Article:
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Finale of the research website series

March 3, 2011 Leave a comment

I am going to introduce two research databases in my last blog posts as the ending of this research resource series. I found them by using the database links offered by Duke Law library website (this is how I found most of the databases I introduced in this blog and why I wanted talk about the library website resources as my presentation topic today).

I. Bepress Legal Repository

Bepress, as shown on their homepage, stands for “the Berkeley Electronic Press”, which publishes high quality peer-reviewed journals. In Bepress Legal Repository, it offers you free access to tons of journal works. On the homepage of Bepress Legal Repository, you can browse the 10 most recent publications, 10 most popular papers or 10 most recent Peer- Reviewed Articles in legal repository. Or you can simply browse it by institutions or subjects.

Also, you can find papers by their search box on the homepage. The advanced search feature is handy to use. You can combine and create the search items you want and make it easier for you to find the article you want. I run a research on “child abuse” using the full text search. It showed 5306 results arranged by year. You can also change the order into arranging by publication, author or title. One great feature it has is that you can asked them to notify you for future results in the subjects you searched which can keep informed of the latest paper published in that area.

II State Legal sources on the Web

Supported by U Mich, this website is clear and easy to use. It is in the form of chart arranged by states. Within this website, you can find resources regarding Bills, Session Laws, Codified Law and Constitution, New Regulations and Executive Orders, Codified Regulations, Attorney General Opinions, State Courts cases, Newspapers, State Law Library and Election Data. The good thing about this website is that you can actually find resources that are not so common in legal research like the attorney general opinion. Everything on that chat has a link to the particular website for you to do further research. This website is user-friendly and will be really helpful if you want to concentrate on state legal information.

However, the last update of this website is on May 1, 2009, almost 2 years ago which means you have to pay attention to the result gain from this site. You may need to check if the links in this chat covers the latest resources.

Hopefully these sites will be helpful to your future research. If not, you can always try to find something valuable in law school library website which works for me every time.

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ICC—the official website to do your international criminal research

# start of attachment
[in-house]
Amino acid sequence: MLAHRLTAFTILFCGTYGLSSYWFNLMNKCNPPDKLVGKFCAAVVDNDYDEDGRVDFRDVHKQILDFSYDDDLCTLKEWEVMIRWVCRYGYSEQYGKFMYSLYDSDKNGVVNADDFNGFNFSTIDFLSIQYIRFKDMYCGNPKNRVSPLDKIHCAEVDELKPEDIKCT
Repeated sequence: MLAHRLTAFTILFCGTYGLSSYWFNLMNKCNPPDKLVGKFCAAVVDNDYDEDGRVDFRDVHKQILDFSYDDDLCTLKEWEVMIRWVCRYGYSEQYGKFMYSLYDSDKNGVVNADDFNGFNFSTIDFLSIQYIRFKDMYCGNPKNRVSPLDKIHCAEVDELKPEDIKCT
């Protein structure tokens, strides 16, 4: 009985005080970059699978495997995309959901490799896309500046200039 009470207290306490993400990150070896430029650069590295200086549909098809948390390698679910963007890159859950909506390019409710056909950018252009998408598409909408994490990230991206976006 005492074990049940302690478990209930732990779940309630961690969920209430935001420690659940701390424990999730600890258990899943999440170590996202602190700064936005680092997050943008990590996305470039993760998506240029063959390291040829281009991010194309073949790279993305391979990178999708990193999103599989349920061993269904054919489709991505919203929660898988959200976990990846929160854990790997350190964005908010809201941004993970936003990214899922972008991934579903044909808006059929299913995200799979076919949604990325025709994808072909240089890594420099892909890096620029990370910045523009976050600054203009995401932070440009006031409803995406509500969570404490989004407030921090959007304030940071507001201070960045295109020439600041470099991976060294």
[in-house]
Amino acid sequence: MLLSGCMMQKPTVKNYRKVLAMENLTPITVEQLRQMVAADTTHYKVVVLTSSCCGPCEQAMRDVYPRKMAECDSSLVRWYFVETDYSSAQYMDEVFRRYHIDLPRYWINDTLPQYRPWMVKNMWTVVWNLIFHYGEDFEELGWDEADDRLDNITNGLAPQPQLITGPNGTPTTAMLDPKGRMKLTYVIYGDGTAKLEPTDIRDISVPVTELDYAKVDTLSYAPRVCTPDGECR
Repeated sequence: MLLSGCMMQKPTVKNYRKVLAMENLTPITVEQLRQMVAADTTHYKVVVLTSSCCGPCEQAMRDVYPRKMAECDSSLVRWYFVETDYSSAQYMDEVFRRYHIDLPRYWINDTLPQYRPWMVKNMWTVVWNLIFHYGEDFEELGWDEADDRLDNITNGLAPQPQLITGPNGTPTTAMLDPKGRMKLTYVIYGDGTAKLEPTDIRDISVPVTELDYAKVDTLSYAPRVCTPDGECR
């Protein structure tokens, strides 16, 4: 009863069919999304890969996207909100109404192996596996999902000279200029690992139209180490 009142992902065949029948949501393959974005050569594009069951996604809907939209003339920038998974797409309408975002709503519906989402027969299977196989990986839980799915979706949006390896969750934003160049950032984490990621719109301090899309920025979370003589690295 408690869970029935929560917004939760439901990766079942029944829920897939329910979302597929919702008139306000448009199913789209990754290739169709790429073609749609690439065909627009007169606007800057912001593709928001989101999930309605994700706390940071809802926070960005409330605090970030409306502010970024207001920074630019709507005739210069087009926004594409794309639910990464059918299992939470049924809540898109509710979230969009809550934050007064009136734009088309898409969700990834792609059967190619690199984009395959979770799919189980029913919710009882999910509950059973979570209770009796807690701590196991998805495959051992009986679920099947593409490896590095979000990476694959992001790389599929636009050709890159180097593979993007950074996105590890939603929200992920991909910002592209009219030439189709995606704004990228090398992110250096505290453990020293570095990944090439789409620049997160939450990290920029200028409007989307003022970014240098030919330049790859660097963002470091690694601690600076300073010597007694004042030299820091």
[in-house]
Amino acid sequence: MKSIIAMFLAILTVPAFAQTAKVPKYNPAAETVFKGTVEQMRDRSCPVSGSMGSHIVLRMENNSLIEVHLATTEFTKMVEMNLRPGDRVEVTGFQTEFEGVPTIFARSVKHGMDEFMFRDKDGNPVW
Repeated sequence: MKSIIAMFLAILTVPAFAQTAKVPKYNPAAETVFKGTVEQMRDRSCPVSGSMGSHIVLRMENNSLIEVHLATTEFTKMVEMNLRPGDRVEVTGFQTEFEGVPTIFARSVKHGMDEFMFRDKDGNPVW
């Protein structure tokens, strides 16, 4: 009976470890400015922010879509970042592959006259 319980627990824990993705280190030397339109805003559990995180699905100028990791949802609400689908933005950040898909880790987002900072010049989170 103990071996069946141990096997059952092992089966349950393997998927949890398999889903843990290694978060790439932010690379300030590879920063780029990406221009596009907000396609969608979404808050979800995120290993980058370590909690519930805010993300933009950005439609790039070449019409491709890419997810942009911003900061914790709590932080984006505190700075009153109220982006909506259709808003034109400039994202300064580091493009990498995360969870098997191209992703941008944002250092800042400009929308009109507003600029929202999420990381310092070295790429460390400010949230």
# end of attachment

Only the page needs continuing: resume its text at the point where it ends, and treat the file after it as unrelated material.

February 24, 2011 Leave a comment

On Tuesday’s class, Professor Haight has mentioned the ICC—International Criminal Court website when talking about doing international law research. I explored that website after class since I am interested in criminal law and found out that ICC actually offers a lot of resources than it look like (no offense to the appearance of it).

On the homepage of ICC, you can get a brief idea about the court and structure of it. It is a very helpful introduction when you just start the international criminal law research and want to get a decent idea about what you are dealing with.  On the right of the homepage, there are seven sections that the website covers. Under situations and cases, you browse cases by country. I clicked on the first case on that page which is “The prosecutor v. Thomas Lubanga Dyilo”. You can see there is a brief profile about the defendant and the trail procedure of this case and what counts is he accused of. On the right of this page, you can see the court records, transcripts, background information and press releases about this case. Among these sections, I am particularly interested in Press Release. In this section, you can see a lot of related news concerning the case. This officially released news is pretty short but quite reliable. There is also a section especially about Press and Media. You can find ICC Weekly Update in it.

The most useful section in ICC to me is “Legal texts and tools“. It has two subdivisions, “Official Journal and Legal Tools”. Official Journal of the ICC was created pursuant to regulation 7 of the Regulations of the Court. Legal Tools offers access for uses with the legal information, digests and software necessarily for doing international criminal research. According to the website, the legal tools “seek to serve as a complete virtual library on international criminal law and justice (involving war crimes, crimes against humanity, genocide or aggression)”. It has over 44,000 documents and legal digests. On the website, it offered you instructions on using the Tools and the current status of the Tools. Clicking on “Go to Database”, it will open a new webpage where you can do your research. I run a research on “rape” and you can eliminate the results by content type, organization/state or by source of the documents. It also automatically arranged the results by relevancy.

For an official site of International Criminal law, this website gives you a thorough understanding of this topic and helps you a lot when you want to do some research on it. And the most important thing is that it is official and more reliable.